Disruptive innovation was first introduced by Harvard Business School professor Clayton Christensen in a 1995 Harvard Business Review (HBR) paper co-written with Joseph Bower. The concept was further elaborated and popularized in Christensen’s 1997 bestseller The Innovator's Dilemma, and in the articles and books he’s written or co-authored since then. Few business concepts have been as long and widely used.
But as often happens with serious ideas once they become popular, disruptive innovation has joined the pantheon of trendy, overused business buzzwords, - stretched and applied way beyond its intended meaning. It’s even led to a rather strong backlash in a 2014 New Yorker article by Harvard history professor Jill Lepore.
20 years after its introduction, Christensen has revisited his original concept in What is Disruptive Innovation?, co-written with Michael Raynor and Rory McDonald, and just published in HBR’s December issue. The authors aim to define what disruptive innovation is and what it isn’t, as well as to update the theory based on the experiences of the past two decades.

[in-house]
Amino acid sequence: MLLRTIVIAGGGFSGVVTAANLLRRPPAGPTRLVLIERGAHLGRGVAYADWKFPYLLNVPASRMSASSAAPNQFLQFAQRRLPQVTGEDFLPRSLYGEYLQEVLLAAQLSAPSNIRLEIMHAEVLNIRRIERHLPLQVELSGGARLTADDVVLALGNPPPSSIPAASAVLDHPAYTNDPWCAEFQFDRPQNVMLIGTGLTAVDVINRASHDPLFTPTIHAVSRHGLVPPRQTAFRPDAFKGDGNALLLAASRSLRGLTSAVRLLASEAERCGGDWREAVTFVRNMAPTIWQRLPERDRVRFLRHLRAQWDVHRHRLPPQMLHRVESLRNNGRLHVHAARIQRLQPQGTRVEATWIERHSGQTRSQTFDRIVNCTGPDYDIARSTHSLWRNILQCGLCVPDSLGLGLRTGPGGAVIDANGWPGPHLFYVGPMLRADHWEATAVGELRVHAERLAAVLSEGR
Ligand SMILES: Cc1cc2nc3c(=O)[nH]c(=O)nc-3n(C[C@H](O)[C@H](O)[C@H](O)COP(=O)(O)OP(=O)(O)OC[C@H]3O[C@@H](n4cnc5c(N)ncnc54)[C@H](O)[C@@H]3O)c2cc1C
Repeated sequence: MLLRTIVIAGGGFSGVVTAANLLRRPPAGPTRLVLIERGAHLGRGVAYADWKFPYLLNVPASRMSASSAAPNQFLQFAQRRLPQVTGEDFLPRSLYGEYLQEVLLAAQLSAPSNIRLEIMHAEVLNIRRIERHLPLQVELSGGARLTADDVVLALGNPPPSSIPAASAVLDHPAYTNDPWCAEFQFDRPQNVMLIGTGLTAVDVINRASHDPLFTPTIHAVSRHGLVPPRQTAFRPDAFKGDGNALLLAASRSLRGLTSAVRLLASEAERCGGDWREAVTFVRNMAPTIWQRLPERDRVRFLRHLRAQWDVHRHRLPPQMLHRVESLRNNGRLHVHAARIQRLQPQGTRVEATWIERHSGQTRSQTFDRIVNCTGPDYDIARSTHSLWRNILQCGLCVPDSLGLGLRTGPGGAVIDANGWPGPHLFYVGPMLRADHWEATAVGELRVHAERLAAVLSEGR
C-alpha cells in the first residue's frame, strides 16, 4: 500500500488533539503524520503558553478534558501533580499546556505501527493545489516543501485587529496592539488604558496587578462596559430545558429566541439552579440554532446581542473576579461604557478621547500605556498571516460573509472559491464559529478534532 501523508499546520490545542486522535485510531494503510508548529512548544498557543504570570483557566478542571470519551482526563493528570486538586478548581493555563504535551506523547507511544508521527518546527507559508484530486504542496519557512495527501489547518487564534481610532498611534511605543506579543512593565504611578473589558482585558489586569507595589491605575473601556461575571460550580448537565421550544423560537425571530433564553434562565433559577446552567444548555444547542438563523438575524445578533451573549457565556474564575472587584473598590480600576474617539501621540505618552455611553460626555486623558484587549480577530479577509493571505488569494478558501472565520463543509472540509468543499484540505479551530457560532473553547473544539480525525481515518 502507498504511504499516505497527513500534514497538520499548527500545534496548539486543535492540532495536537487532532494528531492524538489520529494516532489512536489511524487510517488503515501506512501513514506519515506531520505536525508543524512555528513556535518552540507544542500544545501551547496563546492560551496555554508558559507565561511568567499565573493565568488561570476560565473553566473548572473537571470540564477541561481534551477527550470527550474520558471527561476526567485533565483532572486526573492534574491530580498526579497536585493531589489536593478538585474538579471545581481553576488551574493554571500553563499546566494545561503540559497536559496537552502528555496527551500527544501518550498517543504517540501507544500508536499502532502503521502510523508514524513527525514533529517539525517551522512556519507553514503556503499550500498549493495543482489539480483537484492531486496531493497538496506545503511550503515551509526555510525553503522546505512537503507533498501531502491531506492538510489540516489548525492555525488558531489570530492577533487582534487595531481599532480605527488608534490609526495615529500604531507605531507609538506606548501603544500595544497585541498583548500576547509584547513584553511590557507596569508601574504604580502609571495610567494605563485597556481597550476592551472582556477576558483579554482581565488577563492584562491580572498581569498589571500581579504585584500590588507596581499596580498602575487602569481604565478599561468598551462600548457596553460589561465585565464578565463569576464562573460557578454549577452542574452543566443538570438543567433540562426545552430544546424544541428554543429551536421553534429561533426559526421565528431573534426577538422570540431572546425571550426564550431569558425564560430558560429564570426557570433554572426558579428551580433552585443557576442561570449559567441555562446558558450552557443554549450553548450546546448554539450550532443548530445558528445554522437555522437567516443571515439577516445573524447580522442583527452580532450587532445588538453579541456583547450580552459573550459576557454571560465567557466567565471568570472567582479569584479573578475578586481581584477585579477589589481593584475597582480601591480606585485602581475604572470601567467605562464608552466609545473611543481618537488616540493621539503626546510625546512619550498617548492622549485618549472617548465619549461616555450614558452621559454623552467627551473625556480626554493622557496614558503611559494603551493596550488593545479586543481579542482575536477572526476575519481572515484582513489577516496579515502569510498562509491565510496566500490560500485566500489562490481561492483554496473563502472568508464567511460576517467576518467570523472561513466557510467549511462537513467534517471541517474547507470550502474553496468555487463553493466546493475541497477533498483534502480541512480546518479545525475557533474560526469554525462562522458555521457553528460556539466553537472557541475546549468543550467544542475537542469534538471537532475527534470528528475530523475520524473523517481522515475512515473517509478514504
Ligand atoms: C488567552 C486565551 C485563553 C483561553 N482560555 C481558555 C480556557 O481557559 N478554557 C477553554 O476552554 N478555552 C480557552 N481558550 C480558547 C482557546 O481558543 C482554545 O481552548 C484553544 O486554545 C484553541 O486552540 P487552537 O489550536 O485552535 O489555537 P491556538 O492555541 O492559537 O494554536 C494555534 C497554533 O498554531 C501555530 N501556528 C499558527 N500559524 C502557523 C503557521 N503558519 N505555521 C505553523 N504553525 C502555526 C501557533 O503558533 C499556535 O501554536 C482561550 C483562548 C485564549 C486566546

“The theory of disruptive innovation… has proved to be a powerful way of thinking about innovation-driven growth…,” they write. “Unfortunately, disruption theory is in danger of becoming a victim of its own success. Despite broad dissemination, the theory’s core concepts have been widely misunderstood and its basic tenets frequently misapplied. Furthermore, essential refinements in the theory over the past 20 years appear to have been overshadowed by the popularity of the initial formulation. As a result, the theory is sometimes criticized for shortcomings that have already been addressed.”